Further, what constitutes a digital humanities project? Looking over some of the projects coming out of the top digital humanities institutes around the world even, I can’t help but often wonder “isn’t that just a digital archive?” Speaking to a traditional humanist about this issue, he asserted that a lot of digital humanities projects seem like “humanities with maps”, often with a questionable methodology. While that’s just one scholar’s understanding of the field, it really points to the need to pin down a semantic understanding of ‘digital’ in this context. Or not. But at the very least we need to illucidate what ‘digital humanities’ means in the context of our own projects, so that we’re not all being lumped into the same, often wrong, box.
2. External factors need to be better addressed in terms of their impact on the field.
Albert Meroño-Peñuela presenting on the Short Title Catalogue, Netherlands during the Linked Open Data breakout.
One of the most interesting presentations I saw during the conference was that of Alastair Dunning, who discussed the Great 20th-Century Hole in digital humanities projects, asserting that copyright has, to a large extent, excluded more recent works from being studied in the field. As a copyright nerd, this was one of those ah-ha moments, where something so obvious was laid out so succinctly that I had to wonder why I had never considered it before. The data from Dunning’s study of some of the top DH research centers (which can be viewed in his presentation slides here) is very straightforward, and I’ll be interested to see what comes of it.
Another issue worth mentioning here is something that Max Kemman talks about in his post on the conference, and that is the fact that humanities data is often siloed in collections. The heavily-attended Linked Data breakout on Friday provided some insight into how this is changing, but still there are issues (e.g., audience members asking how a project would map to other existing LOD projects like Pleaides, and presenters not having a plan in action). , librarian at Universiteit Gent, did address this issue in the final panel by suggesting that libraries were the place where desiloization occurs, but this raises yet another discussion point…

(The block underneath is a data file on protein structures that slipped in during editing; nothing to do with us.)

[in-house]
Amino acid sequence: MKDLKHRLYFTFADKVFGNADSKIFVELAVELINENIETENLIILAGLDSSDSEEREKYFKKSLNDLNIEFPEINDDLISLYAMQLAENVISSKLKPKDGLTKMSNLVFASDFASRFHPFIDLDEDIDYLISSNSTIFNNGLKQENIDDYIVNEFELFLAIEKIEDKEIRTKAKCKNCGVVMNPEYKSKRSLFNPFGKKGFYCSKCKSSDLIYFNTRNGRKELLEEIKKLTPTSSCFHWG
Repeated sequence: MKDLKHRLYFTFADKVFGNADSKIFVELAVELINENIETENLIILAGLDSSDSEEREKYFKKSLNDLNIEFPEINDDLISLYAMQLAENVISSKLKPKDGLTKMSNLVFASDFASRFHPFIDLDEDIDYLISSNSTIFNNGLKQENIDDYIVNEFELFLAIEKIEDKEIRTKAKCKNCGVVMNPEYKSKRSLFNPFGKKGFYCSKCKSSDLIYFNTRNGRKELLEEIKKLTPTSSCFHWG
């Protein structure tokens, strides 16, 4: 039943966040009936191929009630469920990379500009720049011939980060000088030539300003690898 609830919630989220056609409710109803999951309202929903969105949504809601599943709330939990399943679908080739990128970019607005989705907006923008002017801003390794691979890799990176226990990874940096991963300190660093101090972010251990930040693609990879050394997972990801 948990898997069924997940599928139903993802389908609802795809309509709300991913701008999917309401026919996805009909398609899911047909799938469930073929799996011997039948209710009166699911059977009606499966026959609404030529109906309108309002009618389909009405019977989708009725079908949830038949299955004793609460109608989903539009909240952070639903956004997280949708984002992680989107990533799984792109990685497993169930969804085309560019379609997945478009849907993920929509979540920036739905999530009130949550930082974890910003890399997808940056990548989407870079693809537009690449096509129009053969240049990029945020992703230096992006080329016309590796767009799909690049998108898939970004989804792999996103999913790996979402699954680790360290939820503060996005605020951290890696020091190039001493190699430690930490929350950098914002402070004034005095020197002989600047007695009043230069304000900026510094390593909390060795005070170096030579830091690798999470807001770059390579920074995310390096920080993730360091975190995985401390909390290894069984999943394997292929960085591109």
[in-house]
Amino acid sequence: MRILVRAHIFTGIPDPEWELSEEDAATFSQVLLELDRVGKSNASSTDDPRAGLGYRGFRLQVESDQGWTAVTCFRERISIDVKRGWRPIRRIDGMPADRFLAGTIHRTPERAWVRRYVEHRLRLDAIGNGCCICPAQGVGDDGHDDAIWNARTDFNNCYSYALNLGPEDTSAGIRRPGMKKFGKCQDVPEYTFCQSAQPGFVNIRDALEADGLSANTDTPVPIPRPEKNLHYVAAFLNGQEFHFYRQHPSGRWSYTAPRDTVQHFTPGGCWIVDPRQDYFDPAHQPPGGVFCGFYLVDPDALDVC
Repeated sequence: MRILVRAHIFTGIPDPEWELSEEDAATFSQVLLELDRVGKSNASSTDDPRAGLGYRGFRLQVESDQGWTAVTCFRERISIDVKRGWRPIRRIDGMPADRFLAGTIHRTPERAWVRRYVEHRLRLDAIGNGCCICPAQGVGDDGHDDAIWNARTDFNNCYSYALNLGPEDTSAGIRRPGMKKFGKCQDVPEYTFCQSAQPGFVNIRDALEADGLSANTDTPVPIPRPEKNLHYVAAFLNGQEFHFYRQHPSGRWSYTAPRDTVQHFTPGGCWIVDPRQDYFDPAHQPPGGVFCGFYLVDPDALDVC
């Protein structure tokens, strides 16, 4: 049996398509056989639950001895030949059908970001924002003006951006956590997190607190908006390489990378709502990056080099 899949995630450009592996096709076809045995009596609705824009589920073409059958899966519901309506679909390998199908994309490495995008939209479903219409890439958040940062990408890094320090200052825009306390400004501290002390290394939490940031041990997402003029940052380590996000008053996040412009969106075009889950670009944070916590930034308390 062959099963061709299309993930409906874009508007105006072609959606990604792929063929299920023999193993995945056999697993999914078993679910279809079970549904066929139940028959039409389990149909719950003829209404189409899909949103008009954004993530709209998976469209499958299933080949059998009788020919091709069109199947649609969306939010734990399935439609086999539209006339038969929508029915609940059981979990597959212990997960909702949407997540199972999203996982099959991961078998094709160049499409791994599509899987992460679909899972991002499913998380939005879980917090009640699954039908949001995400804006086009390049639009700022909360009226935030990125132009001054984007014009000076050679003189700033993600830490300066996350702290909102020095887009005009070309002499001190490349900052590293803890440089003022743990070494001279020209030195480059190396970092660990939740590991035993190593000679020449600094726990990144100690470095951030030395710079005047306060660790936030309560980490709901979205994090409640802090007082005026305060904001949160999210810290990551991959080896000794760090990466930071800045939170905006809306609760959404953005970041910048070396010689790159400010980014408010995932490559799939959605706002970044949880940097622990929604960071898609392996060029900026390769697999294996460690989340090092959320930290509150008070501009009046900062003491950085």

3. Digital humanities ≠ digital preservation, and we need to figure that out.
A common question in most of the breakouts that I attended was “What are you planning to do with the data once [insert techie project name here] is complete?”, and a common answer was that other researchers will figure that out once the data is published. While it’s one thing to leave interpretation up to the scholarly masses, it’s a whole different issue that many (though not all) digital humanists leave long-term preservation of digital projects up to other entities like libraries to solve at the end of the project cycle. As a digital preservationist myself (and now as someone studying the long-term sustainability of digital scholarly editions, har har) I can feel my blood start to boil just now. Preservation strategies need to be implemented at the beginning of a project and adapted as it goes, otherwise the library is simply going to become a place where DH projects go to die.
This is probably a good stopping point, before the entire post becomes a heated discussion of best practices in digital preservation. Suffice it to say that the conference was amazing for generating great ideas and discussions, allowed researchers to share final and mid-cycle projects and receive feedback, and also the conference swag was highly notable.